First drive: 2016 Toyota RAV4 2.0 D-4D
What if you wanted the high driving position and the ability to drive on more than asphalt but you didn’t want or need all that heavy 4×4 stuff and the horrid fuel consumption? Toyota were the first to answer that question with the crossover RAV4. That was more than 20 years ago, and the RAV 4 is still going. In fact it’s been updated.
Ironically, the update takes things that bit further. What if you wanted a lightweight not very serious 4×4 but then started getting concerned about even that vehicle’s fuel consumption and the minor compromises in handling caused by the ride height? Then you make what looks like a 4×4 but it doesn’t even have four-wheel drive.
Toyota are hardly the first to arrive at this further move away from off-road, but it’s a minor surprise to realise that this latest RAV4 can’t be had with four-wheel drive with the 2.0-litre turbodiesel we tested.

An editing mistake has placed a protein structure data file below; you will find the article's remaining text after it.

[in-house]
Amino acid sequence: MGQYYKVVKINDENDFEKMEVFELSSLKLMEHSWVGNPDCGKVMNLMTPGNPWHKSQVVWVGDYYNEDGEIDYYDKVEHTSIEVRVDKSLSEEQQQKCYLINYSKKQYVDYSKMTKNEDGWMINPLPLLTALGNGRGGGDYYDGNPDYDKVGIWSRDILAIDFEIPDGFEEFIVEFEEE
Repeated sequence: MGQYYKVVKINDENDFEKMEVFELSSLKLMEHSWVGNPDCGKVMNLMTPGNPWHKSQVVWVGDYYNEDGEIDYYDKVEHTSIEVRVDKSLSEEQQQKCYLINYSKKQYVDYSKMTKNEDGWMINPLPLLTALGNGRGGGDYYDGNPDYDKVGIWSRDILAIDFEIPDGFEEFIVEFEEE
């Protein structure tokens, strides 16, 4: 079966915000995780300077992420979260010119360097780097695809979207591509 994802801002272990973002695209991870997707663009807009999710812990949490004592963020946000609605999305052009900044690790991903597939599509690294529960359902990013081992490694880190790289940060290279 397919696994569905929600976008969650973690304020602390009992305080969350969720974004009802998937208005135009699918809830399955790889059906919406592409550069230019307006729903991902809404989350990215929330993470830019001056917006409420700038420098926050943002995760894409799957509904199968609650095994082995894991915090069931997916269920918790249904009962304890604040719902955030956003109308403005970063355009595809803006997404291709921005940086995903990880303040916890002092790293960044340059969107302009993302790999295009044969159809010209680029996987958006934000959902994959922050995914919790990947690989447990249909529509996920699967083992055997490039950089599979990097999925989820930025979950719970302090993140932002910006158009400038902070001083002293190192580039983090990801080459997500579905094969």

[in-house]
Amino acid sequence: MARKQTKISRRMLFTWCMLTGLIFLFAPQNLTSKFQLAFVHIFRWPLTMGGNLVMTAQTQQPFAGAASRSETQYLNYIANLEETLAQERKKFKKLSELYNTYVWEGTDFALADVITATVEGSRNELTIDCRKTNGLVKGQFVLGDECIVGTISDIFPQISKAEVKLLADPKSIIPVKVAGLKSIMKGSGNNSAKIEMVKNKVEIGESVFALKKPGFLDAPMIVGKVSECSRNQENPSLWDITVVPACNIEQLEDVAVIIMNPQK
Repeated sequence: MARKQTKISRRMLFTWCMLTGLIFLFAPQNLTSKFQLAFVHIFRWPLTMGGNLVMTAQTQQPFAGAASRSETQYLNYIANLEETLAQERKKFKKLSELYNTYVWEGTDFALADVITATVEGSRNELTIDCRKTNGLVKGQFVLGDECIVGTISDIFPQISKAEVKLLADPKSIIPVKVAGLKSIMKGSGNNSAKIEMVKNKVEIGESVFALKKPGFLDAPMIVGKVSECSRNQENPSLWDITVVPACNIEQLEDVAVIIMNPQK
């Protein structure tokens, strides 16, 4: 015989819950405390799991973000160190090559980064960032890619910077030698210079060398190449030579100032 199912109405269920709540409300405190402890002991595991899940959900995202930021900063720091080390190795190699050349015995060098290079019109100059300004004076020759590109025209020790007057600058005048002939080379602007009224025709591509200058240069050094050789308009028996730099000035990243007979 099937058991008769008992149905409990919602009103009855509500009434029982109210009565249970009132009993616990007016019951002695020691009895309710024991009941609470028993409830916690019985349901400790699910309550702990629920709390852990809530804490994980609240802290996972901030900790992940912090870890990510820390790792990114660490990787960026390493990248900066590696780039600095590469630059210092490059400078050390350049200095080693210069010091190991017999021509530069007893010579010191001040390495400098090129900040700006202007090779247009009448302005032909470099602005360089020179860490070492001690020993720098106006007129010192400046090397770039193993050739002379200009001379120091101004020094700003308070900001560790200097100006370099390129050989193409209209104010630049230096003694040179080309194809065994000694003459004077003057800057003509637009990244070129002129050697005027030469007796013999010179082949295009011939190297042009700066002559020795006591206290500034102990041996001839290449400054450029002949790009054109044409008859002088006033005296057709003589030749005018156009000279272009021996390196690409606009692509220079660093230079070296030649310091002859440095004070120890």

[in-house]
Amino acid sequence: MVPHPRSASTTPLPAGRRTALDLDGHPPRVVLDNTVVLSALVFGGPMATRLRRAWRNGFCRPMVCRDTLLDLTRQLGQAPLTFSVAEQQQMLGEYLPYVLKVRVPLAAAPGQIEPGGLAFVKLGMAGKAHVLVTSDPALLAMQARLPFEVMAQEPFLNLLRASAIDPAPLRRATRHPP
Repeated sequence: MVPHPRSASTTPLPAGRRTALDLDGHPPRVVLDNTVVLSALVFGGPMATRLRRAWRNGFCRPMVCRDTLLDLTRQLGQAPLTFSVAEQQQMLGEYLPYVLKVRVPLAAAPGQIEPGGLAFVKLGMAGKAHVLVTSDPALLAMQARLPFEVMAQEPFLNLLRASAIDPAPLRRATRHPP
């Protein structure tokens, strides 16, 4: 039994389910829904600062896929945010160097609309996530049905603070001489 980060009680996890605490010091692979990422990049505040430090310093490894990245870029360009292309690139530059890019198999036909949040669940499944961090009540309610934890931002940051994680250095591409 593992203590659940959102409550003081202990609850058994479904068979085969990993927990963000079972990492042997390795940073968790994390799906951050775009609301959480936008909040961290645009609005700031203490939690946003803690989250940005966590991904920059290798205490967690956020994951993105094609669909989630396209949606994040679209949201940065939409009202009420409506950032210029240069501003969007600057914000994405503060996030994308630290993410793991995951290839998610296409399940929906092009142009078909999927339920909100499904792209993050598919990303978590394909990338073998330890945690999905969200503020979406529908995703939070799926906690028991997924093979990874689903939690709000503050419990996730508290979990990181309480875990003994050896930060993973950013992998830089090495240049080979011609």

There’s also the one diesel unit, so there is no choice as there was between a 2.0-litre and a 2.2-litre unit. Actually this is progress as the old engines weren’t that tremendous and the new one works better. And of course use less fuel while emitting less CO2, in fact the figure you want is 60.1mpg although in the real world we bettered a creditable 45mpg.
It pulls cleanly from low revs and churns along happily. It will work harder but once you’re past 3000rpm there is a noticeable increase in engine and wind noise. It’s never overwhelming but it is noticeable.
Things improve at speed with the engine settling down nicely and the same applies to the handling. At low speeds it can seem a bit stiff, but then it’s trying to keep that high-set body from rolling, which it does well. At higher speeds it all works better and smoother. This is a pretty fair mile-muncher.
Inside there’s plenty of space and kit, and it’s well put together if not the most luxurious of cabins. There’s decent room for adults, and a good 547 litres of cargo space in the rear and there’s flexible space up to 1735 litres if you fold the seats down.
Overall Toyota have improved the RAV4. It’s a better vehicle than it was in most regards. However, we’re not totally bowled over by what it offers and, for a superior driving experience, that will probably prove more economical to own, we might go for the Mazda CX-5.